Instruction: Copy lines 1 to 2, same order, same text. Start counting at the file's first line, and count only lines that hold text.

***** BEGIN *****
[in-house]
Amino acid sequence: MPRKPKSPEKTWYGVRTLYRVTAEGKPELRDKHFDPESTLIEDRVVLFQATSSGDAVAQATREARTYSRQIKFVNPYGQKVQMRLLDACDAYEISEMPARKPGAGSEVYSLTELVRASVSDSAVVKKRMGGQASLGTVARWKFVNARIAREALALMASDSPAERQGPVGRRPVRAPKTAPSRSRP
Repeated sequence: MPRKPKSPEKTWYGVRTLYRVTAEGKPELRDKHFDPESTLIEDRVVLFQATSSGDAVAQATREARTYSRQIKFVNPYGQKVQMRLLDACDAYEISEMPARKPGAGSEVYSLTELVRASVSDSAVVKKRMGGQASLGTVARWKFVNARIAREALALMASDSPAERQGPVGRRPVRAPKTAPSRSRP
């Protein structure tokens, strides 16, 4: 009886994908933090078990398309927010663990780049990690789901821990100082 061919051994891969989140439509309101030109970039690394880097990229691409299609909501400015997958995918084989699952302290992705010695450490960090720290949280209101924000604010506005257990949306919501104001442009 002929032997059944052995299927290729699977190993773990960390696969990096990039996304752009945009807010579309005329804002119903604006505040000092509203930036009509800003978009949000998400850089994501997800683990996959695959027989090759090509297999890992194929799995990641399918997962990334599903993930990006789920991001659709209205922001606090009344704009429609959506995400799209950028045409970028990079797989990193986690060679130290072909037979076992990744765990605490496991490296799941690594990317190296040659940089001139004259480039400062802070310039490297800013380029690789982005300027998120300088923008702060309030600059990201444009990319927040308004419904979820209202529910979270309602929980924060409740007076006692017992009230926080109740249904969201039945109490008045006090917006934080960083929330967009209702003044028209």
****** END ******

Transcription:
[in-house]
Amino acid sequence: MPRKPKSPEKTWYGVRTLYRVTAEGKPELRDKHFDPESTLIEDRVVLFQATSSGDAVAQATREARTYSRQIKFVNPYGQKVQMRLLDACDAYEISEMPARKPGAGSEVYSLTELVRASVSDSAVVKKRMGGQASLGTVARWKFVNARIAREALALMASDSPAERQGPVGRRPVRAPKTAPSRSRP